DENVER, Oct. 28 (UPI) -- A man who used a woman's Social Security number to get a car loan did not commit criminal impersonation, the Colorado Supreme Court ruled.
The 4-3 decision reversed Felix Montes-Rodriguez's conviction for using the Social Security number of a woman he didn't know.
"He gave his correct address, birth date and place of employment," Justice Michael Bender wrote for the court.
"Most importantly, he gave his correct name. In the face of so much accurate identifying information, we cannot conclude that Montes-Rodriguez pretended to be another person in his loan application simply because he supplied a false Social Security number. Hence, we conclude that Montes-Rodriguez did not assume a false identity."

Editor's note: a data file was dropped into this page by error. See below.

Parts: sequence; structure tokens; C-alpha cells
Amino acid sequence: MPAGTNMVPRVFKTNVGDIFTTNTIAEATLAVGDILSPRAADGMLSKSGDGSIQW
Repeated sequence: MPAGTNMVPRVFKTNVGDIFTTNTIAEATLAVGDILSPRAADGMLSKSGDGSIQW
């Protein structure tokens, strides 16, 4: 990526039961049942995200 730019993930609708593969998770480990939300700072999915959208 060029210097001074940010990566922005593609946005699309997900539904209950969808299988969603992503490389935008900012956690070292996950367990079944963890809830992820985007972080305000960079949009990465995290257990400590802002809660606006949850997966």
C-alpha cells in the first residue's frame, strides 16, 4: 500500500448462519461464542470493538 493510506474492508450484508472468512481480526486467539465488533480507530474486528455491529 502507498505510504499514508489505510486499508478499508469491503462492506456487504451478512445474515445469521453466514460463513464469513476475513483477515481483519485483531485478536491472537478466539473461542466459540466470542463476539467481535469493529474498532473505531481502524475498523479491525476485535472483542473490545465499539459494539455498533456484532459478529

Dissenting Justice Nathan Coats wrote for the minority that he believed not only that the court misconstrued the criminal-impersonation statute and reached the wrong decision in the case, but also that "by slicing, dicing, parsing, distinguishing and generally over-analyzing (over the course of some 30 paragraphs) one short and relatively self-explanatory phrase, the majority manages to exclude from the statutory proscription conduct lying at its very heart."
Boulder County District Attorney Stan Garnett, whose deputies prosecuted Montes-Rodriguez in 2006, said the ruling would have little influence in similar cases because new identity-theft laws address the crime of using Social Security numbers without authorization, The Denver Post reported.